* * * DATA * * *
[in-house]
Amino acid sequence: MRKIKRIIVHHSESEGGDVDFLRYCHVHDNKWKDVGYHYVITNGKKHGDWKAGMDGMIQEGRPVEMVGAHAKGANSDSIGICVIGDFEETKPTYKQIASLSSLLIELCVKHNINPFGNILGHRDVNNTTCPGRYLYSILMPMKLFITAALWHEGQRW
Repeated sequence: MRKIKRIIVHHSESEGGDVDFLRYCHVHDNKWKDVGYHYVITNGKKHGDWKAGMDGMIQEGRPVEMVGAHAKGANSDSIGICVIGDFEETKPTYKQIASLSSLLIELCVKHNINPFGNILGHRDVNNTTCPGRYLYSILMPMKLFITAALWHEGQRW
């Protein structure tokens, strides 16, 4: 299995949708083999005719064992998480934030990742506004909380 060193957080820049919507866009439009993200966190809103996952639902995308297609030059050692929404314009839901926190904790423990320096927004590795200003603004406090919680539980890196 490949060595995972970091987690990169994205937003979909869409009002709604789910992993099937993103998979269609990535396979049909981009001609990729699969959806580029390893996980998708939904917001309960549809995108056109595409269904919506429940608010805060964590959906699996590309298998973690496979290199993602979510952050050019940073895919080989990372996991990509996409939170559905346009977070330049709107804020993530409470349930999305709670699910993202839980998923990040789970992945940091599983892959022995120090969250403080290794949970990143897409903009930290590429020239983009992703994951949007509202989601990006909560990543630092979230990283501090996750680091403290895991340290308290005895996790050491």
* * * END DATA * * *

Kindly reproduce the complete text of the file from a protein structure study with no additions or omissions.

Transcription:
[in-house]
Amino acid sequence: MRKIKRIIVHHSESEGGDVDFLRYCHVHDNKWKDVGYHYVITNGKKHGDWKAGMDGMIQEGRPVEMVGAHAKGANSDSIGICVIGDFEETKPTYKQIASLSSLLIELCVKHNINPFGNILGHRDVNNTTCPGRYLYSILMPMKLFITAALWHEGQRW
Repeated sequence: MRKIKRIIVHHSESEGGDVDFLRYCHVHDNKWKDVGYHYVITNGKKHGDWKAGMDGMIQEGRPVEMVGAHAKGANSDSIGICVIGDFEETKPTYKQIASLSSLLIELCVKHNINPFGNILGHRDVNNTTCPGRYLYSILMPMKLFITAALWHEGQRW
């Protein structure tokens, strides 16, 4: 299995949708083999005719064992998480934030990742506004909380 060193957080820049919507866009439009993200966190809103996952639902995308297609030059050692929404314009839901926190904790423990320096927004590795200003603004406090919680539980890196 490949060595995972970091987690990169994205937003979909869409009002709604789910992993099937993103998979269609990535396979049909981009001609990729699969959806580029390893996980998708939904917001309960549809995108056109595409269904919506429940608010805060964590959906699996590309298998973690496979290199993602979510952050050019940073895919080989990372996991990509996409939170559905346009977070330049709107804020993530409470349930999305709670699910993202839980998923990040789970992945940091599983892959022995120090969250403080290794949970990143897409903009930290590429020239983009992703994951949007509202989601990006909560990543630092979230990283501090996750680091403290895991340290308290005895996790050491």